This fall, InterVarsity at Hillsdale College asked me to speak on pride and intellectualism. My background includes both topics, with painful lessons learned; therefore, I agreed, in hopes of helping students to avoid what I experienced. The following is the gist of what I presented:
By my own experience, I know that pride comes quickly with intellectualism. In pursuing graduate studies, it was not long before I felt that what I had been taught earlier about opposing parties was incorrect. Although common to academics, this disillusionment led me personally not to trust others. I needed to see things for myself. With mathematics training, I thought I could treat the Bible as a collection of philosophical sayings that could be constructed together to form a theological tower. I hoped to answer the big questions through research alone. In addition to mathematics, I had been learning the original languages and had been trained in a hermeneutical method of ascertaining the logical progression of a passage. My pride was invisible to me because I was studying the Bible, the unerring source of truth. What I did not detect was a sinful confidence in my own ability to interpret the Bible apart from others.
When I became a youth pastor, I entered real life. Isolated in academia, it can seem like all questions are solvable through intellectual pursuit alone. Real life has a way of exposing personal weakness, and forcing us to ask new questions of God in His word that we had never considered before. My sin was exposed when two grievous deaths occurred—a twenty-one-year old drowning and an eight-year-old dying in a lawn-mower accident—and the pastor asked me to preach. I had assumed that it was my job to school the pastor in theology (and I had only been there a month), and I chose to preach on my favorite pet doctrine. No sympathy. No comfort. That sermon nearly split the church. The complications sent my pastor into a nervous breakdown and sent me to many homes apologizing. The controversy did not end, so I resigned in less than a year. By the end of the year, due to God’s discipline (for He refuses to reward pride), I lost my assurance of salvation and then questioned how I knew the Bible was true or not. I was taking six seminary classes, working over forty hours per week, and in conflict with my family. It was the blackest period of my life.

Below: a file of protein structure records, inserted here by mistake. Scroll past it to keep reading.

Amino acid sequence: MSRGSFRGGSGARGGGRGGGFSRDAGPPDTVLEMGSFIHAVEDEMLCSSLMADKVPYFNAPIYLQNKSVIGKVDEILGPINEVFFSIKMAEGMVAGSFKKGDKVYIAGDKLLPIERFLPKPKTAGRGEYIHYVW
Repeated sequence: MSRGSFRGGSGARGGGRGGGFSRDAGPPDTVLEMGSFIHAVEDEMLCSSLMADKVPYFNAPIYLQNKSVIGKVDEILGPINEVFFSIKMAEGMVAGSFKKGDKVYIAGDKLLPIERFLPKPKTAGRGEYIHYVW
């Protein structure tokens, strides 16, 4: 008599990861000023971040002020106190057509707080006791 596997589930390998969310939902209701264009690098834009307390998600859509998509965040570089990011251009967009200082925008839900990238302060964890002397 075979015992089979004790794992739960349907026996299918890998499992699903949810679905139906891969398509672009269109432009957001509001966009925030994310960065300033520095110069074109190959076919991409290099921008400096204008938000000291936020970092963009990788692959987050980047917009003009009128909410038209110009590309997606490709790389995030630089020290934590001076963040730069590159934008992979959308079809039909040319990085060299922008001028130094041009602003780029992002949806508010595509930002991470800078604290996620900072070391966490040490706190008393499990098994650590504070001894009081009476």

I did not know where to put my feet down. The rationalist reasoning of the past did not bring the confidence I desired, so I did not lean on that reasoning to work up to faith. In searching, I was tempted by other options, such as viewing all religious knowledge as poetry. Others in such circumstances have resorted to an authoritative church to gain certainty (such as John Henry Cardinal Newman). In agony, and for the first time in my life, I cried out to God for Him to teach me the gospel. No longer was I the knower, studying the Text. I was the beggar, crying out in agony for any light the Lord will give to my soul.
In that season, the Lord showed me several things.
First, personal assurance of salvation would come when a mature love arrived, due to His divine life in me (1 John 3:17; 4:18).